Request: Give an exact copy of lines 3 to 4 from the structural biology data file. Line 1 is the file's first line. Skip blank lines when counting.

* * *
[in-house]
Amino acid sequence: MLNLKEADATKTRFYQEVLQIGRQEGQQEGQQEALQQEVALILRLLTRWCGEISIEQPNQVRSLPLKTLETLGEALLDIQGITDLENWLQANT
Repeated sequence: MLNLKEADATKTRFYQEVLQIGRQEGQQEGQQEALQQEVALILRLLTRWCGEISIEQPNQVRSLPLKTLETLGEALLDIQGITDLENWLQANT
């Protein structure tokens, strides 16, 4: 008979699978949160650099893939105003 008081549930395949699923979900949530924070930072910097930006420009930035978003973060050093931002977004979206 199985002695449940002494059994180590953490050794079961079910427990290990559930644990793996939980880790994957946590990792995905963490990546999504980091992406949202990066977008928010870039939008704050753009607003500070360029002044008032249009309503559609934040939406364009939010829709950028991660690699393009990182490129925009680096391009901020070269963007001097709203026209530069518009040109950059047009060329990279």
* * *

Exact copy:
Repeated sequence: MLNLKEADATKTRFYQEVLQIGRQEGQQEGQQEALQQEVALILRLLTRWCGEISIEQPNQVRSLPLKTLETLGEALLDIQGITDLENWLQANT
């Protein structure tokens, strides 16, 4: 008979699978949160650099893939105003 008081549930395949699923979900949530924070930072910097930006420009930035978003973060050093931002977004979206 199985002695449940002494059994180590953490050794079961079910427990290990559930644990793996939980880790994957946590990792995905963490990546999504980091992406949202990066977008928010870039939008704050753009607003500070360029002044008032249009309503559609934040939406364009939010829709950028991660690699393009990182490129925009680096391009901020070269963007001097709203026209530069518009040109950059047009060329990279």